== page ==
What is an AIS?
The acronym AIS stands for Automatic Identification System. It is used by ships, pleasure boats and traffic control stations. The system allows information on the position of nearby ships and shore stations to be exchanged electronically. The tool supplements the information provided by the RADAR which still remains the main anti-collision tool for commercial ships today. The radar watch with automatic MARPA mapping remains mandatory for large vessels.
However, for years AIS has become mandatory for ships over 300 tons. It is also rapidly spreading in pleasure craft, particularly among fishing boats and racing boats. Initially, receivers became popular, relatively cheap compared to instruments capable of receiving and transmitting. However, more and more offshore regattas have made it mandatory to have a transceiver. This is starting from Category 2 regattas according to the World Sailing classification.
The AIS transmits and receives on dedicated VHF digital bands, on channels not selectable by the on-board radio. Each vessel or shore station equipped with a transmitter periodically sends accurate information about its position, speed and course. It also sends other useful data such as the type, size and name of the vessel, the number of MMSIs. For large ships, the destination, estimated time of arrival, type of cargo, etc. are also indicated.
This allows any boat equipped with a receiver to have all the information necessary to avoid collisions and much more. With the radar it is possible to identify another boat in situations of bad visibility. With AIS it is also possible to instantly determine its speed and course and, if there is a risk of collision. Consequently, who has the right of way according to the type of boat. Moreover, knowing its name, it will be possible to call via VHF or DSC digital channel using the MMSI number.
AIS class A, B and C
There are instruments of various classes based on functionality and scope. All commercial ships over 300 tonnes and all passenger ships are equipped with AIS of class A. These instruments transmit with very high frequency through a dedicated antenna and receive data from all types of AIS. These units have a system of prioritization of the transmission of navigation data. This ensures that if there are many ships in the same area, none of the signals overlap with others.
The system architecture manages up to 4500 stations in the same area. Class A must also be equipped with a dedicated display and a calculator that analyses the risk of collision with any other signal received.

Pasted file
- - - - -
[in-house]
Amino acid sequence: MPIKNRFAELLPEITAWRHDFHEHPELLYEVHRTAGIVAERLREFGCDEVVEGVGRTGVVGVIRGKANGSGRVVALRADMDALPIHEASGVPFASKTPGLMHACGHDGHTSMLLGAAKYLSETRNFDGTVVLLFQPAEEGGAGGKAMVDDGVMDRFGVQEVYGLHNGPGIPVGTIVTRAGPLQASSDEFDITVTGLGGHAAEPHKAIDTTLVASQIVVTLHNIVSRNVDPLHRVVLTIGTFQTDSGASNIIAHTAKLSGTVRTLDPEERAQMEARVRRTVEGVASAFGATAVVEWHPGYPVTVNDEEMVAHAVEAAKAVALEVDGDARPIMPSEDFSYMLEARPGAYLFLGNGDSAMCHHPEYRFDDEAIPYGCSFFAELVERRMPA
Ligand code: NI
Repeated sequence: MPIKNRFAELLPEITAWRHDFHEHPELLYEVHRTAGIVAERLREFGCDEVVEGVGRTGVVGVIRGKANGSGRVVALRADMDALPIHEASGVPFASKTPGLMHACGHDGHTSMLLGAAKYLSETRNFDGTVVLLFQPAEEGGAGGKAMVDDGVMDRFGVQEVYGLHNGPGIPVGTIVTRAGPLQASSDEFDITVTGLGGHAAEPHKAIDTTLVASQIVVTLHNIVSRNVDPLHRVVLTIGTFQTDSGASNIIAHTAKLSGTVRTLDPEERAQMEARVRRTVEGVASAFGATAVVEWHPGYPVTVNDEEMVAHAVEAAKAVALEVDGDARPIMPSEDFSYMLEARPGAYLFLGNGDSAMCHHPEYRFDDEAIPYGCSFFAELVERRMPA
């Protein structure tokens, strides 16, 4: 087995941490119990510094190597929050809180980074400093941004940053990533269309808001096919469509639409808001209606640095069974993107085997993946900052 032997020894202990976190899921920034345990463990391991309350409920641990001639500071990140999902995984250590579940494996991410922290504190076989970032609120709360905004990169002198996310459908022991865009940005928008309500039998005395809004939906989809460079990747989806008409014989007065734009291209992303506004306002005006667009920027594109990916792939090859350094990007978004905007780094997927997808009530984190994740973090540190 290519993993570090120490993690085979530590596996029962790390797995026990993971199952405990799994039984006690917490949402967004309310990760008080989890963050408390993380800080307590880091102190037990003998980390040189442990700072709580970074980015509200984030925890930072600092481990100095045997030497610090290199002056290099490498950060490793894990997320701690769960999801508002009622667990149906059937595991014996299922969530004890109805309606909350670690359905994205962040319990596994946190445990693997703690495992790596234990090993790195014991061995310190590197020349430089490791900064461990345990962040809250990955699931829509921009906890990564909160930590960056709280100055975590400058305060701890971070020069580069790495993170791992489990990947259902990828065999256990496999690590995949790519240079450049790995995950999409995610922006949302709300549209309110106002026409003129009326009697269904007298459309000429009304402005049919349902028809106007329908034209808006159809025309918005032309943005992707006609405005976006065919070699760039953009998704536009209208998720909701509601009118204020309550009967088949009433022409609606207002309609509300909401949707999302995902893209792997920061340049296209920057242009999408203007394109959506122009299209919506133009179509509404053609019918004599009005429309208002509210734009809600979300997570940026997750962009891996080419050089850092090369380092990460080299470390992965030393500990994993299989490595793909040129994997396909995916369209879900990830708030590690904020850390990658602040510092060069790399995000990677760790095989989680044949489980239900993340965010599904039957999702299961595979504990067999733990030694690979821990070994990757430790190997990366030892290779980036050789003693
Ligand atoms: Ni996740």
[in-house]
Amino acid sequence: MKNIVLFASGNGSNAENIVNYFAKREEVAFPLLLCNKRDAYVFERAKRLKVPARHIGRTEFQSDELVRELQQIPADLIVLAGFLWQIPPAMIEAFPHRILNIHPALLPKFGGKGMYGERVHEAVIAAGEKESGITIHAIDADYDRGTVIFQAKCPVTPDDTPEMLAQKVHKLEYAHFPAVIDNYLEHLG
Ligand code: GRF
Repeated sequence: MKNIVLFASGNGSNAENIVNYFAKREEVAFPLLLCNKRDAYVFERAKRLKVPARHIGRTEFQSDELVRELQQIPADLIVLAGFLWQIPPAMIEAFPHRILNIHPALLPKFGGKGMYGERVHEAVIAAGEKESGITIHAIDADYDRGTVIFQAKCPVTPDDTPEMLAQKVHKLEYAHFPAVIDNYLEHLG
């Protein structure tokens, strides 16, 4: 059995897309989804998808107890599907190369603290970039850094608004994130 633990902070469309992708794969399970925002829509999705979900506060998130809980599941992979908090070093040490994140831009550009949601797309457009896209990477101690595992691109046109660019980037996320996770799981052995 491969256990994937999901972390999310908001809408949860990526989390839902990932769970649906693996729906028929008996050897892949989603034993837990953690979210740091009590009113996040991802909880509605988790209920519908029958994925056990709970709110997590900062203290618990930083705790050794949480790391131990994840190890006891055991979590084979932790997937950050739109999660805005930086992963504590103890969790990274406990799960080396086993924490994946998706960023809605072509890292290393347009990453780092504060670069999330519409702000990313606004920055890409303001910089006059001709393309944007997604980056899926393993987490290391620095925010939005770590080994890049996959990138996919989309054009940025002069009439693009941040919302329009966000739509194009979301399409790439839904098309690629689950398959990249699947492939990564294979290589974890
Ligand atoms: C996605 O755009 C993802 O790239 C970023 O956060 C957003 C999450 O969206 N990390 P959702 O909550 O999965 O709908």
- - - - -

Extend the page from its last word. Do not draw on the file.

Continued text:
On the smaller ships, on many fishing boats or on pleasure boats there are Class B instruments. These also transmit and receive but are less powerful than Class A. They are also not equipped with a prioritisation system for the transmission of navigation data. They can have a dedicated screen or they can provide information to be displayed on the chart plotter or laptop. The installation of class B units is very often voluntary but, as already specified, it has become mandatory for Category 2, 1 or zero regattas. For example the Rolex Fastnet, a Route du Rhum or the Vendee Globe respectively.
Finally, there are simple receivers, called Class C, which, although not transmitting any information, are able to receive the data transmitted by others. This allows you to see all those around us equipped with an AIS class A or B. They are therefore very useful to avoid collisions with commercial traffic even if we will have to be vigilant. By not conveying our position to others, we see but are not seen. These units too can be equipped with a dedicated screen or receive information to be integrated on the chart plotter or laptop.
In some races with the illusion of obtaining a great strategic advantage, many keep the unit off. This should be sanctioned with disqualification because it affects the safety of the other competitors. In many French regattas, the operation of each unit is checked before the start. Some irresponsible sailors sometimes choose to put the tool into receive-only mode. This would allow them to have information about others without disclosing their position. An unsportsmanlike, dangerous and absolutely unseemly behaviour that should find a mechanism of punishment and disqualification.
Installation on a sailboat
On board a sailing boat we can therefore find a Class C receiver or a Class B transceiver installed. The instrument can have a dedicated screen or be integrated with the on-board chart plotter or laptop. In both installations, it can have a dedicated antenna or share the same antenna as the VHF. In this case, a special splitter must also be installed which protects the AIS when transmitting with the VHF radio. If you are replacing a Class C AIS receiver with a Class B transceiver, remember that you will also need a new splitter. With this additional device you will be able to use the masthead antenna shared with the VHF. Otherwise the risk is to damage the new instrument or the VHF due to the intensity of the transmitted signal compared to those received.